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As I understand, code obfuscation is used to make reverse engineering difficult/hard for the adversaries/red team.

Now if I use a source code obfuscator where a .C/.CPP file is used as input and an obfuscated .C/.CPP file is generated, should the source code repository such as GIT/SVN store the plain text.C/.CPP file or obfuscated .C/.CPP file?

Next, if a plain text .C/.CPP file is stored in the repository, any attacker gaining access to the repository system would immediately gain access to IP-protected code or if the code was published in public github by mistake. Is that right?

In the other case, where the obfuscated .C/.CPP files are stored in the version repository system, the development team would face issues such as readability and unmanageable code. Is that correct?

So, what is the best means to protect & store the source code?

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  • The obfuscatory I know usually work on binary level or on an intermediate representation at compile time. Obfuscation at source code level is usually something people only do if the try to manually obfuscate their code.
    – Robert
    Oct 27, 2022 at 21:46
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    I think anyone who's trying to protect their code would not be using Github. You'd setup your own repo on your own secured server. We used to use one called "Subversion".
    – pcalkins
    Oct 27, 2022 at 22:07
  • @Robert Well, you do that for interpreted languages where there is no binary format. It's super common in Javascript, in addition to "minification" (which by itself is a form of obscuration, since variable/function names helps a lot understanding code)
    – GACy20
    Nov 29, 2022 at 9:53

4 Answers 4

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So what is the best means to protect & store the source code?

The "best" is usually a trade-off between how good risks can be addressed without impacting other requirements like usability. And then one would need to find ways on how to mitigate the remaining risks.

In your case this could mean

  • Keep the clean source code in the repository (usability requirement) but protect the code repository against unauthorized access (risk mitigation). How this can be done depends on your specific environment and infrastructure.
  • Make your implementation not depend on obfuscation for security, i.e. it should be only an additional security layer. How this can be done depends on your specific use case, code base, security requirements, testing and quality assurance capabilities ... This way there is not much harm if the attacker finds out your source code.
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Anyway you do it, a successful attacker will compromise your code base:

  • if you have your code stored in the repository as plain text, an attacker with repository read access can get all your code
  • if you have your code stored obfuscated in the repository, every developer will need to undo the obfuscation on their workstations (so that they can work on it); an attacker can just gain access to one developer's computer and get the code from there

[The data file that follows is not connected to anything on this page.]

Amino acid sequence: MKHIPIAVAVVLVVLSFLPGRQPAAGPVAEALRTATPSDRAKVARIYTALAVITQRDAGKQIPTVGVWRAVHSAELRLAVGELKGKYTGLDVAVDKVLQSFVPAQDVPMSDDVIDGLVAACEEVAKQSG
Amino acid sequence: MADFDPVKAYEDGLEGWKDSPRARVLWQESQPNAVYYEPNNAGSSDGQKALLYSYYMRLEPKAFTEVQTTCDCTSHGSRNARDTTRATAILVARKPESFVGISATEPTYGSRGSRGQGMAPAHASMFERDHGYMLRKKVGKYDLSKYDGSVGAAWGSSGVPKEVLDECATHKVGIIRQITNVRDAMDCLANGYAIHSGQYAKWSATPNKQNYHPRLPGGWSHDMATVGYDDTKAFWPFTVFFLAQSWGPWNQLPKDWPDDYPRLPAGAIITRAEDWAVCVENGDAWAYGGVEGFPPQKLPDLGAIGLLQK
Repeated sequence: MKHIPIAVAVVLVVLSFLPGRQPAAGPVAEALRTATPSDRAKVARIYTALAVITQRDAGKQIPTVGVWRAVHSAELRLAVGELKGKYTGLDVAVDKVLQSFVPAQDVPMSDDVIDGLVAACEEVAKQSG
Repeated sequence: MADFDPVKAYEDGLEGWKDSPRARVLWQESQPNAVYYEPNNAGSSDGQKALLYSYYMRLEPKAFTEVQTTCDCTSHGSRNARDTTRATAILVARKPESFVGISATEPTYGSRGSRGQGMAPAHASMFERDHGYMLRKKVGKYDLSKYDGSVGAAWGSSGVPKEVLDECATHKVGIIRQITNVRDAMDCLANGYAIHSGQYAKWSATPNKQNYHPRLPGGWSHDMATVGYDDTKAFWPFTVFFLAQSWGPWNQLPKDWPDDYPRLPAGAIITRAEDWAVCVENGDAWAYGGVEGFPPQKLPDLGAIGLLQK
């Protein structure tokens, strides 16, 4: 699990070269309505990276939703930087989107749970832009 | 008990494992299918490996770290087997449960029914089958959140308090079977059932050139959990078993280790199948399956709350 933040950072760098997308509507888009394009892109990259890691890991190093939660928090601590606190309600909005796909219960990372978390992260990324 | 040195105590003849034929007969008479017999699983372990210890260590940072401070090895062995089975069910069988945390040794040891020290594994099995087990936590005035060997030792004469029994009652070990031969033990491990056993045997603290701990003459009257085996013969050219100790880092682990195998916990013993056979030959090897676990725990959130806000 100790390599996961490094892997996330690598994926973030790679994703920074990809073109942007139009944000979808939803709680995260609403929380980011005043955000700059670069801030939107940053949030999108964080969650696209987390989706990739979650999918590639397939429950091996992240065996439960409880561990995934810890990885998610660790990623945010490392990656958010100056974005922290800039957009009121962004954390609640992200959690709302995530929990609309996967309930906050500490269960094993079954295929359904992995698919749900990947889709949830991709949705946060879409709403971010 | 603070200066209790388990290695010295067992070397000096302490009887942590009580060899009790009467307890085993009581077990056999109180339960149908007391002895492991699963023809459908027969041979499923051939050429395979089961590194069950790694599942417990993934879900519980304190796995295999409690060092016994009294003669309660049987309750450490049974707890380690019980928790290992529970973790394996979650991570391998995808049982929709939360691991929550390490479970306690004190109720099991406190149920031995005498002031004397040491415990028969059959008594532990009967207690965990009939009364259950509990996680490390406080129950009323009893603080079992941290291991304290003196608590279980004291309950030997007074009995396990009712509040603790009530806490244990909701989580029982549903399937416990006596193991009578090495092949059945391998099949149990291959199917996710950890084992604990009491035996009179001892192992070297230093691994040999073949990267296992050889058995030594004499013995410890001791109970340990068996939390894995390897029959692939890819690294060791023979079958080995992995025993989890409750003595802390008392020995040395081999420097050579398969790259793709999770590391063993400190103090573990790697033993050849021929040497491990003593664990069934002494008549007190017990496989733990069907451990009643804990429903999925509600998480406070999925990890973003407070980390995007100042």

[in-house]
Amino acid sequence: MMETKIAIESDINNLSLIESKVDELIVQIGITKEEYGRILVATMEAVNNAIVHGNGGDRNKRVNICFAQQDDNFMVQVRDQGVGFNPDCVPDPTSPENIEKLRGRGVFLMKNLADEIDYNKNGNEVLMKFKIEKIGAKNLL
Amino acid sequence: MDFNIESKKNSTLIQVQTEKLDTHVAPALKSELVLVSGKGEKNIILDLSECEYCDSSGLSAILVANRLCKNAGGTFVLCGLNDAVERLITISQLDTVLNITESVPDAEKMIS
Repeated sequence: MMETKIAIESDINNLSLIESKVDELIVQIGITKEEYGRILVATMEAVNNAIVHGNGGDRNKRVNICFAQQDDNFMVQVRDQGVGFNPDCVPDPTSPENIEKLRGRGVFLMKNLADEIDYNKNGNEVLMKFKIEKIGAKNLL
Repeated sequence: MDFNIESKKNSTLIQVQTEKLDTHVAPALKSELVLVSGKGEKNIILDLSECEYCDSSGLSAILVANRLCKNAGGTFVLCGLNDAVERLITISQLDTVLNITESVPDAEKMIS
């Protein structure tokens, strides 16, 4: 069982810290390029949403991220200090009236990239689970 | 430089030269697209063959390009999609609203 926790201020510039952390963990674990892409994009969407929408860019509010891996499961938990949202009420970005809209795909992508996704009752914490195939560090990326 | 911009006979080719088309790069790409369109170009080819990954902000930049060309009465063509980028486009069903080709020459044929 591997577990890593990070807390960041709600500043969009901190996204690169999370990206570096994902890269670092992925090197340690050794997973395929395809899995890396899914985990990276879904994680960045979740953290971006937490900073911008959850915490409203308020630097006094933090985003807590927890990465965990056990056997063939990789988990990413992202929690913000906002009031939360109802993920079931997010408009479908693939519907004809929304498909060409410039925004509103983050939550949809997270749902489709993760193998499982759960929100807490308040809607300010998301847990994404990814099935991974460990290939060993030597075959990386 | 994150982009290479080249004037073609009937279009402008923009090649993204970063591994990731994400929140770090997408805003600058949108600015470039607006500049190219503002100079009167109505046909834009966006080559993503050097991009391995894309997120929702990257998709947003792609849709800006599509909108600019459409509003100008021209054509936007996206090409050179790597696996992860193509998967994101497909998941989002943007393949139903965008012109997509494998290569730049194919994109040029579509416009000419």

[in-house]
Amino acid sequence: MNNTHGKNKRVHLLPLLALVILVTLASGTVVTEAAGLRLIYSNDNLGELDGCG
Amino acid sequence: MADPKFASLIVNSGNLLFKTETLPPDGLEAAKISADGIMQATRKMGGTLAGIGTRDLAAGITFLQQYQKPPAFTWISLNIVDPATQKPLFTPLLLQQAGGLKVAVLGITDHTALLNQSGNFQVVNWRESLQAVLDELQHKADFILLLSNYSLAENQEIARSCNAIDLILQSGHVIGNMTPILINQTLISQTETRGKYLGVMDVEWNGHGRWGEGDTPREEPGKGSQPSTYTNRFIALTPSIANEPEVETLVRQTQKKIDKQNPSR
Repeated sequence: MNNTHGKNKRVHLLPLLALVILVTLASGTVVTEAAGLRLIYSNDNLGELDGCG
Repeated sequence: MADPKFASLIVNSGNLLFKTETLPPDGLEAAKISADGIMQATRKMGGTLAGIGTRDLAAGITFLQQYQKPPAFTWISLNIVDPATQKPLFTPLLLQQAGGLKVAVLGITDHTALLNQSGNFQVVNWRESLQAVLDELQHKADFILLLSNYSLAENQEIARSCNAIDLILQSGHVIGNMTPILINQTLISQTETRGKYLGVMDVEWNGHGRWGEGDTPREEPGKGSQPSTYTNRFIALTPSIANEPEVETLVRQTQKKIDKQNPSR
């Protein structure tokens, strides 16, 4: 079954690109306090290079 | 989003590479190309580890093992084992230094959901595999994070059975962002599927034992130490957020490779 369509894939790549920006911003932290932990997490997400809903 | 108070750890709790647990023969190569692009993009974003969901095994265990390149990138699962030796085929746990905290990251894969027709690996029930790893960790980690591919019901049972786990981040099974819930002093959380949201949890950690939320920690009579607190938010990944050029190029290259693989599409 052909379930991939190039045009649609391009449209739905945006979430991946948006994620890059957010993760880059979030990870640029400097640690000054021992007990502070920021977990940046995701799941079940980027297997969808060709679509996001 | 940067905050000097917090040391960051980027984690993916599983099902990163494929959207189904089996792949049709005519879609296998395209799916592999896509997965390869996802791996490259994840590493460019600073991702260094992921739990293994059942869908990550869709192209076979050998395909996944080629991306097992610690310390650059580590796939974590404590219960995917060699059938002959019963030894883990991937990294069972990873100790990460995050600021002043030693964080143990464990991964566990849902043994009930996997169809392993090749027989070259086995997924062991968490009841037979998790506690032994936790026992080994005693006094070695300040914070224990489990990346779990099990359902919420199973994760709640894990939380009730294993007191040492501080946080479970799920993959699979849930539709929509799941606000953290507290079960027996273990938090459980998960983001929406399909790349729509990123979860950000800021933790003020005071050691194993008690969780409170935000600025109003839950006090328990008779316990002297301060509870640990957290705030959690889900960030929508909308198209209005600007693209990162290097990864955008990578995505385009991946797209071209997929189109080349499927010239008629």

If you have trust issues with your developers then you need to think differently and treat the issue as defending against insider threats. That's a difficult issue to solve outside of a justified environment (e.g. government agencies). However, a start would be to compartmentalize or minimize the access that the developers have to the code. That is, developers should only have access to the code base on which they're working on - there's no reason for them to have access to the whole code base. As such, should someone steal your code, they would only have bits and pieces and not the whole story.

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  • There is of course good reason to have access to the whole code base. The question is how do you why the cost of denying that access against the risk of your code base being copied.
    – gnasher729
    Nov 29, 2022 at 16:33
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In the case of C/CPP you opt for obfuscation in order to make it harder for adversaries to read the source code when the binary artifact is de-compiled.

You don't want to obfuscate the code source your share with you team on repository, unless the development tool-set you have in hand, allows automation of obfuscation/ de-obfsucation.

However, you should plan this step when you build/compile your software for distribution.

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In the other case, where the obfuscated .C/.CPP files are stored in the version repository system, the development team would face issues such as readability and unmanageable code. Is that correct?

Yes, Obfuscation simply will not rename the variable name or method name but is also meant to add more logic like adding code flow, adding dummy codes blocks, conversion of String literals into byte code representation, Encryption of hard-coded String literals and de-compiler confusion methods together will make the obfuscation stronger.

So, what is the best means to protect & store the source code?

You can configure the obfuscation tool to your compiler to generate the obfuscated binaries. On the other hand, if you really want to encrypt the source code then you can write a script to encrypt the source code contents and just use your favorite SVN to push it to the branch. Again while pull the code, Decrypt the file using same algorithm before importing into the IDE.

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